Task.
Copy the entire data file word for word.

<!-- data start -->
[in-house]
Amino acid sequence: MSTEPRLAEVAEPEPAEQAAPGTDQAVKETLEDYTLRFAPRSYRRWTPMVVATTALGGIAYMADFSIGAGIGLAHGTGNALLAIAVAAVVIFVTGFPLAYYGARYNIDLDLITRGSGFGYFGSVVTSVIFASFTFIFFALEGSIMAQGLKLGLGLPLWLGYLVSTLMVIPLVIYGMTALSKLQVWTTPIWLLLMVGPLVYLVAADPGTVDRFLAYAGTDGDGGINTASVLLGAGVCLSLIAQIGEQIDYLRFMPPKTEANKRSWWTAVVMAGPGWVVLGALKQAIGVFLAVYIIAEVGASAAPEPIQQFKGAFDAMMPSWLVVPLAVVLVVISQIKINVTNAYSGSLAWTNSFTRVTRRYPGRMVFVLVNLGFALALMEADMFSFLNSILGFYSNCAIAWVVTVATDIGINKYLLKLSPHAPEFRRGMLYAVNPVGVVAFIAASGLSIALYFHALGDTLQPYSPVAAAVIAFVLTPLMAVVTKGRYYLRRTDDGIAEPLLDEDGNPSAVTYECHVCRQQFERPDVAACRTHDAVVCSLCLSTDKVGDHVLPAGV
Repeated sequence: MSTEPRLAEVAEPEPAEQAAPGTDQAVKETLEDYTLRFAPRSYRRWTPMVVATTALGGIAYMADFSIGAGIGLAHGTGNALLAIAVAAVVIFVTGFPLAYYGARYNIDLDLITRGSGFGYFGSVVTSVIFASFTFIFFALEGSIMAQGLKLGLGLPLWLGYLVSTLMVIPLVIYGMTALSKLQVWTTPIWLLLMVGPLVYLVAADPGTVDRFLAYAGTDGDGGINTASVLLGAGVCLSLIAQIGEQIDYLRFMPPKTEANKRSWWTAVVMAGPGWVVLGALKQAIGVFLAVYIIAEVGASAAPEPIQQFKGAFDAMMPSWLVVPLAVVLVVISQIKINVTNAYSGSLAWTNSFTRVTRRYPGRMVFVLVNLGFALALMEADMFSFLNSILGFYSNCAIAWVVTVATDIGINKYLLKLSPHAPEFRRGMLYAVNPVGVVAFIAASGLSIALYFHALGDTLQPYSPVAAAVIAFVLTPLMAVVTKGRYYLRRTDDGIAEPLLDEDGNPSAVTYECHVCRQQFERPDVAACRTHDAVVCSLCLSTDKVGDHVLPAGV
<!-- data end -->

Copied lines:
[in-house]
Amino acid sequence: MSTEPRLAEVAEPEPAEQAAPGTDQAVKETLEDYTLRFAPRSYRRWTPMVVATTALGGIAYMADFSIGAGIGLAHGTGNALLAIAVAAVVIFVTGFPLAYYGARYNIDLDLITRGSGFGYFGSVVTSVIFASFTFIFFALEGSIMAQGLKLGLGLPLWLGYLVSTLMVIPLVIYGMTALSKLQVWTTPIWLLLMVGPLVYLVAADPGTVDRFLAYAGTDGDGGINTASVLLGAGVCLSLIAQIGEQIDYLRFMPPKTEANKRSWWTAVVMAGPGWVVLGALKQAIGVFLAVYIIAEVGASAAPEPIQQFKGAFDAMMPSWLVVPLAVVLVVISQIKINVTNAYSGSLAWTNSFTRVTRRYPGRMVFVLVNLGFALALMEADMFSFLNSILGFYSNCAIAWVVTVATDIGINKYLLKLSPHAPEFRRGMLYAVNPVGVVAFIAASGLSIALYFHALGDTLQPYSPVAAAVIAFVLTPLMAVVTKGRYYLRRTDDGIAEPLLDEDGNPSAVTYECHVCRQQFERPDVAACRTHDAVVCSLCLSTDKVGDHVLPAGV
Repeated sequence: MSTEPRLAEVAEPEPAEQAAPGTDQAVKETLEDYTLRFAPRSYRRWTPMVVATTALGGIAYMADFSIGAGIGLAHGTGNALLAIAVAAVVIFVTGFPLAYYGARYNIDLDLITRGSGFGYFGSVVTSVIFASFTFIFFALEGSIMAQGLKLGLGLPLWLGYLVSTLMVIPLVIYGMTALSKLQVWTTPIWLLLMVGPLVYLVAADPGTVDRFLAYAGTDGDGGINTASVLLGAGVCLSLIAQIGEQIDYLRFMPPKTEANKRSWWTAVVMAGPGWVVLGALKQAIGVFLAVYIIAEVGASAAPEPIQQFKGAFDAMMPSWLVVPLAVVLVVISQIKINVTNAYSGSLAWTNSFTRVTRRYPGRMVFVLVNLGFALALMEADMFSFLNSILGFYSNCAIAWVVTVATDIGINKYLLKLSPHAPEFRRGMLYAVNPVGVVAFIAASGLSIALYFHALGDTLQPYSPVAAAVIAFVLTPLMAVVTKGRYYLRRTDDGIAEPLLDEDGNPSAVTYECHVCRQQFERPDVAACRTHDAVVCSLCLSTDKVGDHVLPAGV